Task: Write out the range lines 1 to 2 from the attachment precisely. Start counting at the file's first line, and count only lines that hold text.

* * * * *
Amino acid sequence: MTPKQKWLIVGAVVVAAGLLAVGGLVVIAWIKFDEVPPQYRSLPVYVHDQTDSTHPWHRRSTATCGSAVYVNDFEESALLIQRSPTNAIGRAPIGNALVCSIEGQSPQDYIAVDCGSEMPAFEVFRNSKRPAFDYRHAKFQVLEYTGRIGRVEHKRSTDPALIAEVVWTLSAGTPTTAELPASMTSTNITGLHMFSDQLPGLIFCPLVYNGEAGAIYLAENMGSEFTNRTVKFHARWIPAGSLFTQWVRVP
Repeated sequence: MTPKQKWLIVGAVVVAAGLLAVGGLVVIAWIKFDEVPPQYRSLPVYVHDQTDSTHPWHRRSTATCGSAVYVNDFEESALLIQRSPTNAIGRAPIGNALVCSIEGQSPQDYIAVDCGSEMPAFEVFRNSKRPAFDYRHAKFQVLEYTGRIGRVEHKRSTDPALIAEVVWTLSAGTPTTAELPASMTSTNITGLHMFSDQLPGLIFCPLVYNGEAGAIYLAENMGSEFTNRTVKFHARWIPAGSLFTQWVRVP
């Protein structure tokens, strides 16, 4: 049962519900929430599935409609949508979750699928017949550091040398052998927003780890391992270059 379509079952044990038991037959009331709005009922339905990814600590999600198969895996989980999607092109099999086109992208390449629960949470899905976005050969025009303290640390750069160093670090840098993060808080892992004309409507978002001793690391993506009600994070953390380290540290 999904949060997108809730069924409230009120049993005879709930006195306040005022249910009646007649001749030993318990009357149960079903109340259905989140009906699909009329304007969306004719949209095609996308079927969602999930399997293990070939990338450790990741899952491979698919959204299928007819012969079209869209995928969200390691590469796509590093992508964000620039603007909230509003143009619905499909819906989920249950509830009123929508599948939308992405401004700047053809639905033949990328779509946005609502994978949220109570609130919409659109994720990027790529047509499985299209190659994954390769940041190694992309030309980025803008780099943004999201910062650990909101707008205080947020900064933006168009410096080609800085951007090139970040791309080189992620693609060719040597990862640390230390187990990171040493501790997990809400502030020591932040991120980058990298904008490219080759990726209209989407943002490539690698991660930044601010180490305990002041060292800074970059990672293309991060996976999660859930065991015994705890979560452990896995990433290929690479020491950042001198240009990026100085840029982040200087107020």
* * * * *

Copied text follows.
Amino acid sequence: MTPKQKWLIVGAVVVAAGLLAVGGLVVIAWIKFDEVPPQYRSLPVYVHDQTDSTHPWHRRSTATCGSAVYVNDFEESALLIQRSPTNAIGRAPIGNALVCSIEGQSPQDYIAVDCGSEMPAFEVFRNSKRPAFDYRHAKFQVLEYTGRIGRVEHKRSTDPALIAEVVWTLSAGTPTTAELPASMTSTNITGLHMFSDQLPGLIFCPLVYNGEAGAIYLAENMGSEFTNRTVKFHARWIPAGSLFTQWVRVP
Repeated sequence: MTPKQKWLIVGAVVVAAGLLAVGGLVVIAWIKFDEVPPQYRSLPVYVHDQTDSTHPWHRRSTATCGSAVYVNDFEESALLIQRSPTNAIGRAPIGNALVCSIEGQSPQDYIAVDCGSEMPAFEVFRNSKRPAFDYRHAKFQVLEYTGRIGRVEHKRSTDPALIAEVVWTLSAGTPTTAELPASMTSTNITGLHMFSDQLPGLIFCPLVYNGEAGAIYLAENMGSEFTNRTVKFHARWIPAGSLFTQWVRVP